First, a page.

Light on their feet

Abby Fisher

Non-dance majors leap into ballet, modern classes

Dancers of Erin Smith’s class begin with exercises that work their legs before going into a routine.

Credit: Jason Hall

Dancers of Erin Smith’s Fundamentals of Ballet and Modern class do a jump as part of a routine they have been learning.

Credit: Jason Hall

Piano music floods the hallways of the Gym Annex as Erin Smith’s Fundamentals of Ballet and Modern class assembles in one of the dance rooms.

The students gather on the floor of the studio in small groups to talk and stretch, waiting for class to begin.

The class is divided up into two sections. For the first half of the semester, Smith teaches her students the basics of ballet and will end the 15-week class with modern.

Patrick Clement, a junior musical theater major, explains that the modern portion of class is more free-form than ballet.

“There aren’t as many rules,” he said. “My favorite part of class is doing stuff on the floor and core work.”

Clement and a slew of his other classmates are often involved with the theater department’s productions. He recently wrapped “Honk,” and said that the dance class is a way for him to relax during the day.

“We had milkshakes last week,” he said. “We walked all over campus during our class time – it helped get our minds off things.”

Smith always warms up her class with a 10-to-15-minute combination that includes a range of body motions. Students begin by lying on the floor to work their legs and arms and will eventually come to a standing position to finish.

Griffin Parsons, a senior musical theater major, said starting on the floor is only a small part of the class structure.

“We also do some things in the centre,” he said.

Parsons explains that a dance combination in the center part of the floor will employ bigger movements, such as leg swings and brushes.

“After that, we’ll go across the floor and finish class with the routine we’ve been working on,” he said.

When the class is finished with its initial warm-up, Smith begins teaching steps that will later be used in a new combination.

“We’re going to do swings today,” Smith said. “Swings with a twist – a twist of lime!”

Smith demonstrates a leg swing that the class has been practicing and adds a jump at the end.

“Ohh, that’s a twist,” Clement says. “Jumps are always a twist.”

Moments like this are why junior musical theater major John Moauro said having Smith as an instructor is his favorite part of class.

“She makes class fun and she’s able to actually teach me something. It’s rare for that in a non-professional level class,” he said.

Moauro, who has previously taken other ballet and modern classes with the university’s dance department, said modern is more free-flowing than ballet.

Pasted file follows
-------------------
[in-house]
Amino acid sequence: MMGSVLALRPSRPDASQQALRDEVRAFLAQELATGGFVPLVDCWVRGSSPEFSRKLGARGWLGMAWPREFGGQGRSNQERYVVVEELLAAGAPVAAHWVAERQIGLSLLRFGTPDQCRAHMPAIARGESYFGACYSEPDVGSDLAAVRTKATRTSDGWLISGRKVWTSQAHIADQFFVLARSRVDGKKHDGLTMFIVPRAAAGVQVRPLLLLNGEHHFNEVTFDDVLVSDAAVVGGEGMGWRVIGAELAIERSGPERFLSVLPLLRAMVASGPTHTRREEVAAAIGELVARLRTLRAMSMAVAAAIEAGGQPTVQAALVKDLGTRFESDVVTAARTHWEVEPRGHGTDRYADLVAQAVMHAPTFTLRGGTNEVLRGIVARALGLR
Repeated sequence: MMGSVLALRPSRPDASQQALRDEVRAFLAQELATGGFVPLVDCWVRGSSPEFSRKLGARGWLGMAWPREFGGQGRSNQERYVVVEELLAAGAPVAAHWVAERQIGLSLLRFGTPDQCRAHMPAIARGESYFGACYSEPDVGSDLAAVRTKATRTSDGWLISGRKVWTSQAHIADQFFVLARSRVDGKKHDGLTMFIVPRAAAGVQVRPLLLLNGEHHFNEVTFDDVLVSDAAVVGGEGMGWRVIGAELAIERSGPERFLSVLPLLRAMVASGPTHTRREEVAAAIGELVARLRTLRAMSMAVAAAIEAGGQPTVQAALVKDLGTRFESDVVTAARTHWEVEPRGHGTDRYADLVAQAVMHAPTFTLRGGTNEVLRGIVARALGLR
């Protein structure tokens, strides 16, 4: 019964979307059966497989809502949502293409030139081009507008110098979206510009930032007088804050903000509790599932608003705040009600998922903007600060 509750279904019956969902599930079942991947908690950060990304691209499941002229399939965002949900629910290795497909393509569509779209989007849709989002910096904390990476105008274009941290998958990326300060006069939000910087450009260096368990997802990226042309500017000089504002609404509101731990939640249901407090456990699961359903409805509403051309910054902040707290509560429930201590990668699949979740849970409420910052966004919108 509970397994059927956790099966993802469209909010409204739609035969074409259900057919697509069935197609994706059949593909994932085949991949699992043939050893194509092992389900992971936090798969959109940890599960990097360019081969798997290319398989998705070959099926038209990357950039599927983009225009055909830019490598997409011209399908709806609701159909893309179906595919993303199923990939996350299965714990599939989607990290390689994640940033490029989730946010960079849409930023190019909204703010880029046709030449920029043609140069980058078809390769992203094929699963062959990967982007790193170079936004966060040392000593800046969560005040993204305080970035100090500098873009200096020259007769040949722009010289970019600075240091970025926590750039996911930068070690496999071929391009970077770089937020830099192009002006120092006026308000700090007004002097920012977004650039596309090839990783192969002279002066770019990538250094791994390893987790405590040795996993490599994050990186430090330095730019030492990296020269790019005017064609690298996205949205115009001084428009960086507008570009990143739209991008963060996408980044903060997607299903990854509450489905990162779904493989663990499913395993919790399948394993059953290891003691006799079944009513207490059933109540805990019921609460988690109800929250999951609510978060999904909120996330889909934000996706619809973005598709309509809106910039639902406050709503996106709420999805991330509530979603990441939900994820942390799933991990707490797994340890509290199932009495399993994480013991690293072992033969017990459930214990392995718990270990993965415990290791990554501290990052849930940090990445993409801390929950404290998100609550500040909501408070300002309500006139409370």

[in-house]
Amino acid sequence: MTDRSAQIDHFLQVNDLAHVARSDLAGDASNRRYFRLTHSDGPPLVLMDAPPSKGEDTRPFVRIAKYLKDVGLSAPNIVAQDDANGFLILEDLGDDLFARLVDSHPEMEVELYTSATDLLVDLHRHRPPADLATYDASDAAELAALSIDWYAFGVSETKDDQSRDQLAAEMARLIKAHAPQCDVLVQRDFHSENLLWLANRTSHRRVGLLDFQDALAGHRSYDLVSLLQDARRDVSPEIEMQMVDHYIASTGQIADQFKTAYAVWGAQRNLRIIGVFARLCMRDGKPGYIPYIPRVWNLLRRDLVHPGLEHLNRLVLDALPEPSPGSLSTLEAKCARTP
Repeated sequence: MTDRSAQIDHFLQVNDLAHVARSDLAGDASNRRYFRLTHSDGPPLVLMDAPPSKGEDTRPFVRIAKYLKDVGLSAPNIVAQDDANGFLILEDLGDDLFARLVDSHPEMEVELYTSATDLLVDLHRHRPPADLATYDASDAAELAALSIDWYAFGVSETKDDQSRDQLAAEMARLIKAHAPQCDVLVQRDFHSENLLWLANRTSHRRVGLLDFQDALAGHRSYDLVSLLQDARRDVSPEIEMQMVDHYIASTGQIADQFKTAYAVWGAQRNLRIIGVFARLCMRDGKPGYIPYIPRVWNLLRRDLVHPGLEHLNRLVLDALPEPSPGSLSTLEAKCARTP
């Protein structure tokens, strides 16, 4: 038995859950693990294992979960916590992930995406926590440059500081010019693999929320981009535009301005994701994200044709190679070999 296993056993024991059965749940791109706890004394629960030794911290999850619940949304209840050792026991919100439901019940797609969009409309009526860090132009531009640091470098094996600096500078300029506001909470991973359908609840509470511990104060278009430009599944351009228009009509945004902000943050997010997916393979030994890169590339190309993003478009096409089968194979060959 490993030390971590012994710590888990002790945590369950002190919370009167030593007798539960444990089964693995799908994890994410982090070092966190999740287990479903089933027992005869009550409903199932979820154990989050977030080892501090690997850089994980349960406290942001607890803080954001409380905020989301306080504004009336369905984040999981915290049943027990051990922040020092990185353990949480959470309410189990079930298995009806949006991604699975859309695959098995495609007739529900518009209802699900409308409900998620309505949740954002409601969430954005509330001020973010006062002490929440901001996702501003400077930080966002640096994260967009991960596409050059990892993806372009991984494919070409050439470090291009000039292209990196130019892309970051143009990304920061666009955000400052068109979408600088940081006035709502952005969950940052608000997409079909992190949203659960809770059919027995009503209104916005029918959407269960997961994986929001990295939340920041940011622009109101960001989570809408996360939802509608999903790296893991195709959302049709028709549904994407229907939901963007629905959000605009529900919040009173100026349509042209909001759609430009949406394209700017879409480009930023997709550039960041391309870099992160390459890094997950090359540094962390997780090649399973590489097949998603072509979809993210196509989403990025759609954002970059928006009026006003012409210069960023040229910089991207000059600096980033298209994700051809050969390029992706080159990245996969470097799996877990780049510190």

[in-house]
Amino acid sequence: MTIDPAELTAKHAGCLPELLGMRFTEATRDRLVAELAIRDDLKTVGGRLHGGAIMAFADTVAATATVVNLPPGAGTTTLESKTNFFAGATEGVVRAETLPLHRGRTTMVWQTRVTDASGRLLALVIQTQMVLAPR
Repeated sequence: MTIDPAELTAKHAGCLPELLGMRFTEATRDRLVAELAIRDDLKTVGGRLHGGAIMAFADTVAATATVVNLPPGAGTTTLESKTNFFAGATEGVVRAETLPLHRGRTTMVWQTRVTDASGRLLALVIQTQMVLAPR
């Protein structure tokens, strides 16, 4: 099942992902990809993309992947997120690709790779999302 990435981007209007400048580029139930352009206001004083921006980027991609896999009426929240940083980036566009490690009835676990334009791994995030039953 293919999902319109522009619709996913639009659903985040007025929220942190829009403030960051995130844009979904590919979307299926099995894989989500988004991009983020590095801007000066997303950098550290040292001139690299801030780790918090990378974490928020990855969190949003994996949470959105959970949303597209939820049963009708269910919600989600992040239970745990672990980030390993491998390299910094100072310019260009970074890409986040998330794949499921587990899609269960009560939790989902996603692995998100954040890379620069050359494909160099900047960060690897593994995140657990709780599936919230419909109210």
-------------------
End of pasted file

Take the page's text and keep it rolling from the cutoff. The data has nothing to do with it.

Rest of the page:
“Ballet is more technical,” he said. “But Erin is able to make class equally balanced for everyone. There’s a lot of musical theater majors and non-dancers in here, and that’s what makes class fun.”

Some of the students, however, have been dancing for most of their lives.

Ashley Swaney, a freshman secondary education major, used to dance four days a week when she was in high school, and she’s not ready to give it up yet.

“I took this class because I love to dance,” she said. “It was a big transition to college, but I love it. There’s a lot of energy in this class and it’s a good workout.”

Senior community health education major Beth Patton can relate. This semester will be her third time through the class.

“I chose this class because it was the hardest ballet offered without being an upper division class,” she said.

Patton said she has been in some form of ballet class since her freshman year.

“This class is really good for me,” she said. “It helps me to see where I am improving in my dancing.”

That’s good news for Smith, who gets people of all different skill levels in her class.

“Every semester is a little different,” she said.

Judith Richner’s Studio Modern I class hosts dancers of all skill level as well.

Richner, who has been teaching dance since 1993, loves teaching the studio-level classes.

“There’s no prerequisite for my class,” she said. “Many of the students come without any experience because they have always wanted to dance.”

Richner added that some of her students use dance as a release.

“I have a lot of fashion students who are running on no sleep, but still come to class,” she said. “I think it adds some balance to their life.”

For new dancers in Studio Modern I, Richner is patient, teaching steps and movements to the class until everyone is on the same page. Richner also explains how parts of the body relate to one another while conducting the class.

“It is important to listen to your body,” she says to her class.

The students practice a running combination a few times and then are ready to try it on their own. That aspect of class is what keeps Richner coming back every day.

“This class is really rewarding for me as a teacher because I get to see the transition in students who have never danced before.”

Contact features reporter Abby Fisher at [email protected].